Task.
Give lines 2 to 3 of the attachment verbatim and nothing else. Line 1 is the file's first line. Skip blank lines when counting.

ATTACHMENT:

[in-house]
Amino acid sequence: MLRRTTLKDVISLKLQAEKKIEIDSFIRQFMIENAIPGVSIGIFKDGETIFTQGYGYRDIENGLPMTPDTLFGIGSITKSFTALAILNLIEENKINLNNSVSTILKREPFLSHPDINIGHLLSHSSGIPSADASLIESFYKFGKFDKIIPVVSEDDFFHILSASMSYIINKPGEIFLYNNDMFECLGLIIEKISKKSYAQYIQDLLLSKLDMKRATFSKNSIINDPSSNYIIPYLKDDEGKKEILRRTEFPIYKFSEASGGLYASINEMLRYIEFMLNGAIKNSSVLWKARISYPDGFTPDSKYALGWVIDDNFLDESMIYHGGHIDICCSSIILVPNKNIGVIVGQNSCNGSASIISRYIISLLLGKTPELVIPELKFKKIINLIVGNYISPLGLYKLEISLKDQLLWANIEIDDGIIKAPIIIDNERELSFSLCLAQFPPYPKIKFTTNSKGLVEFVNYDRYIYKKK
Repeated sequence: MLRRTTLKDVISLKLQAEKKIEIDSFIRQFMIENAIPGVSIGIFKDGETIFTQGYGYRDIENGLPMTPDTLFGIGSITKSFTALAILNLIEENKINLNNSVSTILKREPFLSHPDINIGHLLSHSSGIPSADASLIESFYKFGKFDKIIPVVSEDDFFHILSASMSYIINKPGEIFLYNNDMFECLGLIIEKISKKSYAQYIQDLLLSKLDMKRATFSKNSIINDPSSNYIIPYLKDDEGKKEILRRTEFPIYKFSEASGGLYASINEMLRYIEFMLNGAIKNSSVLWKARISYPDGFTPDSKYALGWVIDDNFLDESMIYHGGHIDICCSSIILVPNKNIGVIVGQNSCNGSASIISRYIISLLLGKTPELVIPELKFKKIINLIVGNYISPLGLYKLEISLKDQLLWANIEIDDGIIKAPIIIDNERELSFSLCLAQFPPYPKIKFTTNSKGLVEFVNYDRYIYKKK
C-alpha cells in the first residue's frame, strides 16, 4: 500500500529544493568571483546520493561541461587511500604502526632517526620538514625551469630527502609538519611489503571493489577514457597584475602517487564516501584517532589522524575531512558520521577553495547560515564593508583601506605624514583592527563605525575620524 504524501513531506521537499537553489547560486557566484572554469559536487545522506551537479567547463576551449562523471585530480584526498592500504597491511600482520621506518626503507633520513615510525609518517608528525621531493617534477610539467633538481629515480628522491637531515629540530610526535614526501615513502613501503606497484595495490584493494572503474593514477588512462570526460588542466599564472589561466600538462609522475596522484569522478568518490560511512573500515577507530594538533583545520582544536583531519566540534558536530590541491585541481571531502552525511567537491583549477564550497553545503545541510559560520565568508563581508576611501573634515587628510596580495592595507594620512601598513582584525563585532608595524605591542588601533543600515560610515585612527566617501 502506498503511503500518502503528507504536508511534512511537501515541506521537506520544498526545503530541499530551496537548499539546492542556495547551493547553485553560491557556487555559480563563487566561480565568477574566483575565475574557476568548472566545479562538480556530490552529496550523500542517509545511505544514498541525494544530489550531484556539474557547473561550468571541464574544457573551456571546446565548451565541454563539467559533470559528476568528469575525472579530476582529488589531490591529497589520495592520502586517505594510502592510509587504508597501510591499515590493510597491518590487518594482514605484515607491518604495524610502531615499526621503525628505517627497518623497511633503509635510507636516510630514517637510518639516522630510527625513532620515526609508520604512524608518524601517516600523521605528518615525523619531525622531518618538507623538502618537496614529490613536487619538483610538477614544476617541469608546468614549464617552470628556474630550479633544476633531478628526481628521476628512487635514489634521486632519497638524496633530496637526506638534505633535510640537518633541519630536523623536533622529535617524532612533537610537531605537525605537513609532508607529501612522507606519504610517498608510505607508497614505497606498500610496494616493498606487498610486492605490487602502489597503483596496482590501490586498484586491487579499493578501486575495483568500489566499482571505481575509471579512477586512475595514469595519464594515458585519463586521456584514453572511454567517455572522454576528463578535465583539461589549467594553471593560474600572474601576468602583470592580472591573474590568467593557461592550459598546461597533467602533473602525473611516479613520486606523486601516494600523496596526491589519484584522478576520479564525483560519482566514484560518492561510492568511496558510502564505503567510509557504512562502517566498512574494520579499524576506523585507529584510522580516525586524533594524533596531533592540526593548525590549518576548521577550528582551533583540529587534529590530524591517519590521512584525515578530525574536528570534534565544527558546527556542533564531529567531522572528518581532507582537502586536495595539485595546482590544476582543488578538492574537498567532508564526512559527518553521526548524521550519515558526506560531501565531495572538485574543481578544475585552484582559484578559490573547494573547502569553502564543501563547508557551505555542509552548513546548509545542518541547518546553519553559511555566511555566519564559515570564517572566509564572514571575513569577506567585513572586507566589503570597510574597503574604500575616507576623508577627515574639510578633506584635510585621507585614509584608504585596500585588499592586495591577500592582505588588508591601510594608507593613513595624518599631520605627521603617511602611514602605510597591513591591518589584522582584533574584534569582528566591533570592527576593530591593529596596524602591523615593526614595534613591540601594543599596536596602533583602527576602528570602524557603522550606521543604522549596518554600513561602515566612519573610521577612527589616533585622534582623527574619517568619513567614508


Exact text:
Amino acid sequence: MLRRTTLKDVISLKLQAEKKIEIDSFIRQFMIENAIPGVSIGIFKDGETIFTQGYGYRDIENGLPMTPDTLFGIGSITKSFTALAILNLIEENKINLNNSVSTILKREPFLSHPDINIGHLLSHSSGIPSADASLIESFYKFGKFDKIIPVVSEDDFFHILSASMSYIINKPGEIFLYNNDMFECLGLIIEKISKKSYAQYIQDLLLSKLDMKRATFSKNSIINDPSSNYIIPYLKDDEGKKEILRRTEFPIYKFSEASGGLYASINEMLRYIEFMLNGAIKNSSVLWKARISYPDGFTPDSKYALGWVIDDNFLDESMIYHGGHIDICCSSIILVPNKNIGVIVGQNSCNGSASIISRYIISLLLGKTPELVIPELKFKKIINLIVGNYISPLGLYKLEISLKDQLLWANIEIDDGIIKAPIIIDNERELSFSLCLAQFPPYPKIKFTTNSKGLVEFVNYDRYIYKKK
Repeated sequence: MLRRTTLKDVISLKLQAEKKIEIDSFIRQFMIENAIPGVSIGIFKDGETIFTQGYGYRDIENGLPMTPDTLFGIGSITKSFTALAILNLIEENKINLNNSVSTILKREPFLSHPDINIGHLLSHSSGIPSADASLIESFYKFGKFDKIIPVVSEDDFFHILSASMSYIINKPGEIFLYNNDMFECLGLIIEKISKKSYAQYIQDLLLSKLDMKRATFSKNSIINDPSSNYIIPYLKDDEGKKEILRRTEFPIYKFSEASGGLYASINEMLRYIEFMLNGAIKNSSVLWKARISYPDGFTPDSKYALGWVIDDNFLDESMIYHGGHIDICCSSIILVPNKNIGVIVGQNSCNGSASIISRYIISLLLGKTPELVIPELKFKKIINLIVGNYISPLGLYKLEISLKDQLLWANIEIDDGIIKAPIIIDNERELSFSLCLAQFPPYPKIKFTTNSKGLVEFVNYDRYIYKKK